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Why you should control the music you work to

Why you should control the music you work to


We have yet to find someone who doesn't agree that at certain times listening to music can make you more productive.  However, when you look at some of the large meta-analyses of research into the idea of music to work to, it gets a little more opaque.  

More recent research indicates that what happens in these big studies is that the positive effects of listening to music are balanced out by the negative effects, leading the researchers to conclude that music to work to doesn't actually work.

Looking at the right variable

We recently came across a study from Dr. Amanda Krause who was intrigued by the idea of dominance and control over the auditory environment and the effect it would have on how people felt.

Using a technique called the experience sampling method (ESM,) she conducted a study where 177 participants were sent two text messages a day and were asked to complete online reports on their experience with music in the preceding two hours.

Her team initially focused on what devices people were listening to music on and found that when listening to music through the radio or recorded music in public (a low control environment,) people reported feelings of lethargy.  However, when listening to music on mp3 players or through their computer speakers (a high control environment,) people reported contentment and further motivation to listen.

Control is everything

If you just looked at the data without separating the medium on which they experienced the music - you'd say there was a net zero benefit from listening.  Which is clearly not the case for some of the people and leads us to wonder how many other variables are being missed in the music to work to literature.

For us the big takeaway from this initial study is that the development in the last decade of audio hardware combined with the digitization of music (mp3 players, iPods, Beats headphones etc,) has given people far more control over what they listen to.  As a result, the concept of music to work to becomes more popular as it becomes more effective.

While we know that everyone is different and what works for one person might be anathema for another, if you need to get some writing done, maybe some research or any kind of knowledge work, you might try some music2work2 - it seems to work well for a lot of people.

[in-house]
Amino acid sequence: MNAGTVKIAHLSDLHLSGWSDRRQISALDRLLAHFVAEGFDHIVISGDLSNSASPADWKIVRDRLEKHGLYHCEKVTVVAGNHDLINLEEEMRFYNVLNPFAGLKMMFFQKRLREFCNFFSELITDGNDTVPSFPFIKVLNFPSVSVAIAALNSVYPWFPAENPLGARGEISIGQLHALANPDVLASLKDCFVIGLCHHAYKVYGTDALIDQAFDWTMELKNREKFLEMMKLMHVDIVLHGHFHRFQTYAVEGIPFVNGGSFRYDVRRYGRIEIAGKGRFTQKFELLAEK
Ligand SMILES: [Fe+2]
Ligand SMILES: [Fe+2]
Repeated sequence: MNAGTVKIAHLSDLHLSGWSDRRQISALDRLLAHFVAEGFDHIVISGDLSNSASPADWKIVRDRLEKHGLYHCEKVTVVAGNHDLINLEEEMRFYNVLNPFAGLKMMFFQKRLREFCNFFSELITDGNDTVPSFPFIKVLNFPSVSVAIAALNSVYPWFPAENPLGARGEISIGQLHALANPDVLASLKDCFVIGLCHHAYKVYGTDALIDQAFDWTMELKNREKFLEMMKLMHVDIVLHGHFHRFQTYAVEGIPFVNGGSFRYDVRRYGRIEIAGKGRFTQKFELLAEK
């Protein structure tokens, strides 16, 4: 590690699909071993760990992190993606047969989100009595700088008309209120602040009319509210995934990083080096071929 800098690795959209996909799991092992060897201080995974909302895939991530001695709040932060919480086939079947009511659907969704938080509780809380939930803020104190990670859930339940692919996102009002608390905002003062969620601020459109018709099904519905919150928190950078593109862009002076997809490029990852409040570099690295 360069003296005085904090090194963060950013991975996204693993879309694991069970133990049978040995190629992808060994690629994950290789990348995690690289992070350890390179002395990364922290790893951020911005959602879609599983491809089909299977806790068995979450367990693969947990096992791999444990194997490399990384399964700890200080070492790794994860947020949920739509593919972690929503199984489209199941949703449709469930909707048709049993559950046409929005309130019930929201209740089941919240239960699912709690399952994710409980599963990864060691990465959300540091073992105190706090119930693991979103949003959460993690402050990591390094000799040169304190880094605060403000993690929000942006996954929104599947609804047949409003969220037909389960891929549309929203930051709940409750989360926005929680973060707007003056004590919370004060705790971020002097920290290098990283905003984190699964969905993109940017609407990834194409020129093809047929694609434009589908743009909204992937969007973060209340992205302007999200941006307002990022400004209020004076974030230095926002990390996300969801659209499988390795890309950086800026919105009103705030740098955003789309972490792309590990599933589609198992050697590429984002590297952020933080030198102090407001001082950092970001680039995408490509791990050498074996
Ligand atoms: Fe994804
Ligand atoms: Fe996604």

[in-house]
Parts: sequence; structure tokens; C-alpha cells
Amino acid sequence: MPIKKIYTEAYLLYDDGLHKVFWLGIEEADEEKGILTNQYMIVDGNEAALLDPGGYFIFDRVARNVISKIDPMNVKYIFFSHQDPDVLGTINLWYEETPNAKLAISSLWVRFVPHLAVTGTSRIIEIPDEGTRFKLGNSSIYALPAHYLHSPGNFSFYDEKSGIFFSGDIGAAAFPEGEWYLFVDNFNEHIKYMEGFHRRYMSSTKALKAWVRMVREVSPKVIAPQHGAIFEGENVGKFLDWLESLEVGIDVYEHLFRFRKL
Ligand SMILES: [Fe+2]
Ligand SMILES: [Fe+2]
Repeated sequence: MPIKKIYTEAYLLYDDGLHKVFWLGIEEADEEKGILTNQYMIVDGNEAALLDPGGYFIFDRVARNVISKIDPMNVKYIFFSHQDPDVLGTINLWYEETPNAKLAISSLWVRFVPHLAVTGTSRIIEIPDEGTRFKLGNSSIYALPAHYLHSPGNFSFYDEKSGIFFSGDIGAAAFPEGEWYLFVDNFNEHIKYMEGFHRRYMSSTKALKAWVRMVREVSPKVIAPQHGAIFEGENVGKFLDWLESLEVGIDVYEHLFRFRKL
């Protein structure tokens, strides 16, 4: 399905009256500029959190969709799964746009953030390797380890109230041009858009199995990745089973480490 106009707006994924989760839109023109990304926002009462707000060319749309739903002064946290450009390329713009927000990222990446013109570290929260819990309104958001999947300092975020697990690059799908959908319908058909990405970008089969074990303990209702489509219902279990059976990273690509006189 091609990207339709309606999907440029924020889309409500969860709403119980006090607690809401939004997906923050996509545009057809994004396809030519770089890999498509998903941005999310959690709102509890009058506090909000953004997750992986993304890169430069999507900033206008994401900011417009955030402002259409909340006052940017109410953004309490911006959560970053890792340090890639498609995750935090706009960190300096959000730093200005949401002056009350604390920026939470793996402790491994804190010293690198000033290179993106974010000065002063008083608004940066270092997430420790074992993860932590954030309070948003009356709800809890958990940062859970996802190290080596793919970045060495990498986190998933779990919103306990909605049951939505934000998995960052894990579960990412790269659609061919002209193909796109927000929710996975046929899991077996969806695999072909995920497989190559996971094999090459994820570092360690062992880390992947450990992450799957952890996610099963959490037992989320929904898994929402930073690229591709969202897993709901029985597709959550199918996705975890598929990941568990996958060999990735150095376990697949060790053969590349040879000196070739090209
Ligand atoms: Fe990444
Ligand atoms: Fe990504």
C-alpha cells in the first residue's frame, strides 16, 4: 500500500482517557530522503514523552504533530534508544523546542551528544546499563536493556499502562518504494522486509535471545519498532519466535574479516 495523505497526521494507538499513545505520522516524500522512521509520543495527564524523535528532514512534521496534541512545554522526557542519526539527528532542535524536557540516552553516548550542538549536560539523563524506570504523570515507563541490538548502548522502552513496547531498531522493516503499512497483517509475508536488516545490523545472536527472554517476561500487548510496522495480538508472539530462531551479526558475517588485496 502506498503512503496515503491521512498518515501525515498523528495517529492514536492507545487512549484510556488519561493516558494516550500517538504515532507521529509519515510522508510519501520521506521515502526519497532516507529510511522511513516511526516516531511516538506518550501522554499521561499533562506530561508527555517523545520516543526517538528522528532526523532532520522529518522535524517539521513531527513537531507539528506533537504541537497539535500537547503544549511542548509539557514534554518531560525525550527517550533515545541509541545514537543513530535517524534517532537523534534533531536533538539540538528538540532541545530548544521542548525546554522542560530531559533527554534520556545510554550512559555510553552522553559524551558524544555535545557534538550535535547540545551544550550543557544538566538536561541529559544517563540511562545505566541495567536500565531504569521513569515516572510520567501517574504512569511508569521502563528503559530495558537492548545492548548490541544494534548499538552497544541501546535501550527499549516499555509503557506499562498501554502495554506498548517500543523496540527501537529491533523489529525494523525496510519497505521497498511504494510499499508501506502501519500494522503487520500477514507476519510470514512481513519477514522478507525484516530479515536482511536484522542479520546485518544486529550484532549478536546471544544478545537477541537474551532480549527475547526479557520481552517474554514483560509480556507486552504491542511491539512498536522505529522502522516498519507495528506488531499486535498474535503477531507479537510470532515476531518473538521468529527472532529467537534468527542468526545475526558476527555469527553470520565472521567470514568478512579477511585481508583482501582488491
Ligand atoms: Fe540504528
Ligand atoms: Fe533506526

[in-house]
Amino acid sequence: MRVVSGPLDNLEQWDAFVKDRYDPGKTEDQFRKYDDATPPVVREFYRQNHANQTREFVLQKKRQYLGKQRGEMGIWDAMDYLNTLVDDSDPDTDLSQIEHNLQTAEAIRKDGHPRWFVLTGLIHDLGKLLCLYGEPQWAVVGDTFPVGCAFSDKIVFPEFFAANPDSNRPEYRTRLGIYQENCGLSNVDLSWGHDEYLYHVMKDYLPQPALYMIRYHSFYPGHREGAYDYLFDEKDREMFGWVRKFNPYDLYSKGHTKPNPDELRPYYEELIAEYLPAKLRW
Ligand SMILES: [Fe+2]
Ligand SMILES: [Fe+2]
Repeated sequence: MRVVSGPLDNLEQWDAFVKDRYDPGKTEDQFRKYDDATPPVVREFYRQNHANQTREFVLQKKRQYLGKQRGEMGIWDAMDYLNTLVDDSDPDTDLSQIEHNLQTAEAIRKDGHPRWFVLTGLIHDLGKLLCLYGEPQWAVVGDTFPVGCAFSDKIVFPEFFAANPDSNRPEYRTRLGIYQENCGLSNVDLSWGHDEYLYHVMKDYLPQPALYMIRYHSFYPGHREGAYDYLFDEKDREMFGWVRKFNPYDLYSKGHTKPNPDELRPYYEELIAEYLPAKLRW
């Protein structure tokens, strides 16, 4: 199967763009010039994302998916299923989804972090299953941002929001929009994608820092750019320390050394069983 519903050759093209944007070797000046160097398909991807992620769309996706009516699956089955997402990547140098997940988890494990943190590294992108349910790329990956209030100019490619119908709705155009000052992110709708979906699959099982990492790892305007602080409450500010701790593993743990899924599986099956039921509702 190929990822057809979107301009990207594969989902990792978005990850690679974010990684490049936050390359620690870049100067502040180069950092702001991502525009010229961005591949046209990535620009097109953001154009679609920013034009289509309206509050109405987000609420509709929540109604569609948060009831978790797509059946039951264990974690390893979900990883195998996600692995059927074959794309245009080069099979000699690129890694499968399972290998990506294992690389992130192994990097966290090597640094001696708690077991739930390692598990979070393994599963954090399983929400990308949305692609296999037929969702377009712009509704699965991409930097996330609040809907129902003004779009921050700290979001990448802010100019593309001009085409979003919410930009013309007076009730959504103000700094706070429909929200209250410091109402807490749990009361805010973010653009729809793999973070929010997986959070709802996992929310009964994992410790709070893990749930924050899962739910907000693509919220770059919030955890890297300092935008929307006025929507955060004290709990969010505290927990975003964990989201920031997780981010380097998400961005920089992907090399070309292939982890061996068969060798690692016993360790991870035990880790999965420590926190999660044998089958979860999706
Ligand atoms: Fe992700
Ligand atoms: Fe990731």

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Why listening to music at work could make you smarter

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77% of People Listen to Music at Work!

77% of People Listen to Music at Work!


Charlotte found this well written article by Liam Ward-Proud on how music can boost productivity.  While he touches on some of the familiar issues (de-bunking the Mozart effect & quoting Teresa Lesiuk) he did have a figure that blew me away.

Seems that a study from Sheffield University puts the number of people listening to music at work at 77%.  That's amazing!  As Liam suggests, and as we predicted eight years ago, the accessibility of portable players and new digital distribution platforms have made it super easy for people to access music - everywhere and anywhere.

It's interesting to see how the whole idea of music in the workplace has become accepted as normal.  What's fun to watch now is how different people and companies will tell you that it's their music that can help you best.

I think I'm with Liam on this one, what's best for you is totally subjective and driven by how that music makes you feel.  Just because there's research that instrumental music is best for some knowledge workers doesn't mean it's best for all of them. 

I know for me when I'm writing I need instrumental music - but when I'm researching it can be anything from Rastaman Vibrations through to Easy Star All-Stars Dub Side of the Moon - I like to groove when I read!

If you're part of the 23% that doesn't listen to music at work, read Liam's article on How Music Can Boost Productivity - it's a good introduction!


Image Credit: Music to Work or Study By - epiclectic - Flickr

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Will Music Make Your Child Smarter?

Will Music Make Your Child Smarter?


And so the debate continues - Vicky Williamson rebuts Louisa Diller's reading of Schellenberg's work and who knows how the politicians will vote!  Should society pay for music education - in the long term is there a net benefit - is there a positive ROI?

At the moment it's all in the framing of the argument - the unfortunate positioning of the "Mozart Effect"  and its commercial exploitation that Music will increase your IQ, we now know to be false. But to quote Michael Jackson - we shouldn't allow one bad apple to spoil the whole bunch of girls!

The research is clear that there are cognitive benefits - though they may seem secondary in nature.  For example, musical training improves auditory processing which in turn develops language processing, which in turn can develop classroom performance, something we know to be true - and yet - because it doesn't improve your IQ - should we just ignore these more subtle benefits?

Clearly I'm on the "music is good for you" side and I believe that if society does pay for early music training we will see a net benefit.  The sooner our scientists can understand how it works and publish verifiable data - the sooner we can convince our politicians that it's the right thing to do.

Image Credit: Untitled - Hilary Boles - Flickr

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